Resources for Ocular Emergencies

The most recent issue of Emergency Medicine Australasia contains a review article on ‘Resources for the management of ocular emergencies in Australia‘.

O’Connor PM, Crock CT, Dhillon RS, Keeffe JE. Review article: Resources for the management of ocular emergencies in Australia. Emerg Med Australas. 2011 Jun;23(3):331-6. doi: 10.1111/j.1742-6723.2011.01411.x. Epub 2011 Apr 7.: 21668720.

The article assesses 10 commonly used text-based resources according to criteria pertaining to clinical assessment, treatment and usability.  The conclusion is that none of the resources commonly used in Australia for eye emergencies are sufficient alone. The authors suggest that the ‘Sydney Eye Manual‘ is the best single text based resource for use in general EDs, and that a combination of the Will’s Eye Manual (for detailed text content) and Kanski’s Clinical Ophthalmology: A Systematic Approach (for pictures) are best for specialised eye emergency centers (ironically they ignored their own department’s highly useful textbook…).

The authors mention a few useful web-based resources (such as, Emedicine Ophthalmology and the UK-based Eye Casualty website) and go on to suggest that an Australasian-based web resource may be ideal to overcome these limitations.

Sounds like a great idea to me! Let’s face it, the traditional textbook is dead, or at least on life support…

Of course, the LITFL team likes to play around in the ashes of deceased textbooks. For instance, as part of the ongoing series of case-based Q&As on LITFL I have created 35 (and counting…) Opthalmology Befuddlers. I would argue that — when presented in the form of a searchable database as shown below — this series is well on the way meeting the requirements of practical utility listed by O’Connor et al.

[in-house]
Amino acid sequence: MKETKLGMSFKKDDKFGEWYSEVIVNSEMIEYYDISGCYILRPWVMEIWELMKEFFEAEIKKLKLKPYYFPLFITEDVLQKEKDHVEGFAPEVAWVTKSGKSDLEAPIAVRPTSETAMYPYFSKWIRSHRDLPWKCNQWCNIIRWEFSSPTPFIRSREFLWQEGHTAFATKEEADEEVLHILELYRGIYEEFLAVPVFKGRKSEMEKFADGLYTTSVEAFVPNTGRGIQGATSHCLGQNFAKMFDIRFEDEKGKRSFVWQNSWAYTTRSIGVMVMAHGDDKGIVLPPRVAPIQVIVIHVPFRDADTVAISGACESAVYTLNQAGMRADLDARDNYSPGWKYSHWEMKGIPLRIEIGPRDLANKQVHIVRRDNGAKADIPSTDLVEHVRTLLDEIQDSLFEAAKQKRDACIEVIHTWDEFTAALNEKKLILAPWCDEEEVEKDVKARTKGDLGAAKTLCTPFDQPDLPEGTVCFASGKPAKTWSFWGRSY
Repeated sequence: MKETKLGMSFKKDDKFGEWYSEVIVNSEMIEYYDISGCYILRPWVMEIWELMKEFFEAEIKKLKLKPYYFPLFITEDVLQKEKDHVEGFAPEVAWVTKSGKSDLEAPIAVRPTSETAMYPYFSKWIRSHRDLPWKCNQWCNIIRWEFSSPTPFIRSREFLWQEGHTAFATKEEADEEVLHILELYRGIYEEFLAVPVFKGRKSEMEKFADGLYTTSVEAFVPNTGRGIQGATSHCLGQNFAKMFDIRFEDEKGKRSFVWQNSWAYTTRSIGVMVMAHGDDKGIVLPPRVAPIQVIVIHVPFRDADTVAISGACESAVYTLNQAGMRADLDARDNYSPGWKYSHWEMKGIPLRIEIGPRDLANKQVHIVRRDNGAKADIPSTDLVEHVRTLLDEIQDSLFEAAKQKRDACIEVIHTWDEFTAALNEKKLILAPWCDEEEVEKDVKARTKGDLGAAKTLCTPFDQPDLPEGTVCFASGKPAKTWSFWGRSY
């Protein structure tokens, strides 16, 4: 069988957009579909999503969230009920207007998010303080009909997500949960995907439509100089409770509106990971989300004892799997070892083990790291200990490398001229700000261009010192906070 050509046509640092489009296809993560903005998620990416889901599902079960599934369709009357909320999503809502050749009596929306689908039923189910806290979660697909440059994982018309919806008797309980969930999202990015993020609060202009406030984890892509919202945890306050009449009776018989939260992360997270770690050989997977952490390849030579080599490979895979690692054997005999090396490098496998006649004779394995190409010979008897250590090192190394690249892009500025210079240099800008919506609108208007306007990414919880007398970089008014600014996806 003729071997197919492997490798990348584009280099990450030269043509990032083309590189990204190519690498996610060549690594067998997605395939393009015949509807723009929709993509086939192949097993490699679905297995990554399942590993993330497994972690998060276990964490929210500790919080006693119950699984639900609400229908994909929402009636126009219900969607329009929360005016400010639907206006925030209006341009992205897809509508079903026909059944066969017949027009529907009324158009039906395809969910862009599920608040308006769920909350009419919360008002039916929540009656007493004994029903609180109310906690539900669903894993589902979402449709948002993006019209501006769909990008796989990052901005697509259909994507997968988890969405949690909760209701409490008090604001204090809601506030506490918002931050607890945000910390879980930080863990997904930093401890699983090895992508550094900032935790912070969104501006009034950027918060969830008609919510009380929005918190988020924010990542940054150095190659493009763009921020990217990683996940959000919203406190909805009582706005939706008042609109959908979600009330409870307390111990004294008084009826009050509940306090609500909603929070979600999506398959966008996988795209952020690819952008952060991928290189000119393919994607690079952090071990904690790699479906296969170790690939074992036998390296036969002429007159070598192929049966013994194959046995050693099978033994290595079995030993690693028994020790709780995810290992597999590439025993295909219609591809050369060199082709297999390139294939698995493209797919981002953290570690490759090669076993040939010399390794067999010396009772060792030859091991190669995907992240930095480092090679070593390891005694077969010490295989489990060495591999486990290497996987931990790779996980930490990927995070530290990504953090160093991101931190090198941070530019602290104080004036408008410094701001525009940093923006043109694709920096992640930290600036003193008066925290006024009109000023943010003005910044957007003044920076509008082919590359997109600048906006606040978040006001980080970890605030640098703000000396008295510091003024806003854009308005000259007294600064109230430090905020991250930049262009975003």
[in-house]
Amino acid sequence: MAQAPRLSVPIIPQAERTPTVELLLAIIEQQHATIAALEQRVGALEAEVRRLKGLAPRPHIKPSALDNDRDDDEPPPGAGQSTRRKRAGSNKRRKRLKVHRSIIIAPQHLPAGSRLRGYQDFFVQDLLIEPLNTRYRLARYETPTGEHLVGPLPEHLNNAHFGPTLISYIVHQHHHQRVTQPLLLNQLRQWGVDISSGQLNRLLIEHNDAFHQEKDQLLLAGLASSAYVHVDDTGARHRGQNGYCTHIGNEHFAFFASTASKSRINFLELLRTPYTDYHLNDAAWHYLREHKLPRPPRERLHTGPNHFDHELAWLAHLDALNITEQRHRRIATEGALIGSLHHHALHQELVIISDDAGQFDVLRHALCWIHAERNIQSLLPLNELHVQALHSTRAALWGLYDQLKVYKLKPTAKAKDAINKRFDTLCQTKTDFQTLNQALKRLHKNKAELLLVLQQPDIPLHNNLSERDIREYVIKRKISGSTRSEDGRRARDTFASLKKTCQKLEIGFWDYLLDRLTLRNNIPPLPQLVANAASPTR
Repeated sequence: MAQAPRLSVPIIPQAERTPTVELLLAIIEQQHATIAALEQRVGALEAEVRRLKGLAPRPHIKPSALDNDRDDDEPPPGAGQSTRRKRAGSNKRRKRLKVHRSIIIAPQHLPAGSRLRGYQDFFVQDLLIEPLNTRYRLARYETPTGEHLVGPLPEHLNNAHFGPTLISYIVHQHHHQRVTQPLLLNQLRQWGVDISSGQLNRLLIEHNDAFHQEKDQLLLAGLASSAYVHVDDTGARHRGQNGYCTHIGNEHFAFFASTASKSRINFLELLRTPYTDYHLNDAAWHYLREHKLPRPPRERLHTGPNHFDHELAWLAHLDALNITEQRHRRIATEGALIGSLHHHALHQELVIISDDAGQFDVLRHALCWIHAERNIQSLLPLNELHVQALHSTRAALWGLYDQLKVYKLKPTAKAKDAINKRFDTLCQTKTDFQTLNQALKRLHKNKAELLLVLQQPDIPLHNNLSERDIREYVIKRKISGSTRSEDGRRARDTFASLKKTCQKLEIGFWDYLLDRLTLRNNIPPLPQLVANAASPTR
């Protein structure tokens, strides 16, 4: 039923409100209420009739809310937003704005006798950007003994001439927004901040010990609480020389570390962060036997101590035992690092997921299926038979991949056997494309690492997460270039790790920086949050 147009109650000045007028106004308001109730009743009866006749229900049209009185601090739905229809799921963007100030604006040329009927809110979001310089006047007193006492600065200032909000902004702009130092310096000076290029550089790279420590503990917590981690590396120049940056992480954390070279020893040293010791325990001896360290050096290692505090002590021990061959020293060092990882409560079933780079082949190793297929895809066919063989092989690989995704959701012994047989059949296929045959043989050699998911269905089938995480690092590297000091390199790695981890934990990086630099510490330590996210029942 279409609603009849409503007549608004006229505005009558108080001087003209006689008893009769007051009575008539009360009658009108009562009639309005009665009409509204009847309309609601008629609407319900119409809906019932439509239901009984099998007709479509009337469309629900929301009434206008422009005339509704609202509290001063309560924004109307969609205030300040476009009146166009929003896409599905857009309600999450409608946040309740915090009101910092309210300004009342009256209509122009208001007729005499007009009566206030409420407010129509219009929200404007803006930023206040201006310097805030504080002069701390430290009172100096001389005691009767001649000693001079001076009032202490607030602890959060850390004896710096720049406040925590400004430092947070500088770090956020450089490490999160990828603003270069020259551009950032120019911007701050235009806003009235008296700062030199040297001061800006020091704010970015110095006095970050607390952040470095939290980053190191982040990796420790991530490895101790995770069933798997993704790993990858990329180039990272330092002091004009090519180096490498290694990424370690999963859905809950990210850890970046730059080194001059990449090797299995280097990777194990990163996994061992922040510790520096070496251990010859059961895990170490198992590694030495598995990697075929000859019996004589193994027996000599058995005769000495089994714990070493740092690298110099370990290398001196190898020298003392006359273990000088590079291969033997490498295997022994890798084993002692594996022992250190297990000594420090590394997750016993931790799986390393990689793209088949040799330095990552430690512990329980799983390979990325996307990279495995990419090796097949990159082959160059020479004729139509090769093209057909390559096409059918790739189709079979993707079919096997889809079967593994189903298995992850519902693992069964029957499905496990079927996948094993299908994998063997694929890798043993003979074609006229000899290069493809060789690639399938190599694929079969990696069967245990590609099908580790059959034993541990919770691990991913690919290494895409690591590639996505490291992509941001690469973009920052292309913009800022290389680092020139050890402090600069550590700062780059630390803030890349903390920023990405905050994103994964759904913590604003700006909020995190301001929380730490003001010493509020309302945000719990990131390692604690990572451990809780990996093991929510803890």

But is there really a need for emergency physician-focused learning resources for eye disorders? According to O’Connor et al, the need is clear —  at two Brisbane hospitals about 60% of patients referred to the ophthalmology service from ED had incorrect initial diagnoses. Furthermore, a nationwide survey of Australian emergency physicians identified ocular emergencies as the second most desired topic for continuing professional development.

In creating the posts I have combined information from the Wills Eye Manual, the Sydney Eye Manual (to which there are links to the free pdf download), Rosen’s, and Jeff Mann’s EM guidemaps (sadly no longer available online) to provide the information an emergency doc needs to know — plus, as EMRAP’s Stewart Swadron would say, each post takes you at least ‘one step further’.

What’s more the posts include representative free-to-use images (some taken from other creative commons sources, not just the LITFL image database) and have relevant embedded online videos, or links to other sources such as the impressive, and Unlike a textbook, these links are accessible with a click of mouse button. What’s more, each post is easily updated and is referenced to the relevant medical literature via Pubmed with an emphasis on publications that can be accessed freely, in full text, online.

Title / KeywordsLITFL Link
Befuddling Pupillary AsymmetryCase 001
The Red Eye ChallengeCase 002
An Eyelid LumpCase 003
The Man Who Blinked Too Much, blepharospasmCase 004
Exasperating Eyelids And The Red EyeCase 005
Coughing Kid And Subconjunctival hemorrhageCase 006
Blind, Aching And VomitingCase 007
A Curtain Descends, Retinal detachmentCase 008
That Optic Disc Doesn‰Ûªt Look Right, Optic neuritis, papillitisCase 009
Something In My Eye, Doc, Corneal foreign bodyCase 010
A Pox On Your EyeCase 011
Flashing And Floating, Posterior vitreous detachmentCase 012
Eyes Wide Split, lens dislocationCase 013
Blowout fractureCase 014
The Ocular Ultrasound ChallengeCase 015
The Aching Red Photophobic Eye, Uveitis, iritis, cyclitis, choroiditisCase 016
Pupils And ProstitutesCase 017
Blinded By The Light, Ultraviolet keratitis, keratopathyCase 018